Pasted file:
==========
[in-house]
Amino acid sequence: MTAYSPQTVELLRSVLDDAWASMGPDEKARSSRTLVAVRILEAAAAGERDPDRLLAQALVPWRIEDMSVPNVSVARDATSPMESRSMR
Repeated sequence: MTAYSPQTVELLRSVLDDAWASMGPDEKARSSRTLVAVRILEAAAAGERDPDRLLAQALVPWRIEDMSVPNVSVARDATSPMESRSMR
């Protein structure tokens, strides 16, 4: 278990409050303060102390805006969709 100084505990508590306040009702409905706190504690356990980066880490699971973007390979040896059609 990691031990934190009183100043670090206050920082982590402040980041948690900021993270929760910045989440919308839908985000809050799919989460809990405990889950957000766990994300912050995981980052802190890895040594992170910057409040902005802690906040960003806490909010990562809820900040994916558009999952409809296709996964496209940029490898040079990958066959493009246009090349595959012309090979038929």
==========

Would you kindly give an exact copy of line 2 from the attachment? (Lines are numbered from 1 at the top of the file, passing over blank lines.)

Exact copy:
Amino acid sequence: MTAYSPQTVELLRSVLDDAWASMGPDEKARSSRTLVAVRILEAAAAGERDPDRLLAQALVPWRIEDMSVPNVSVARDATSPMESRSMR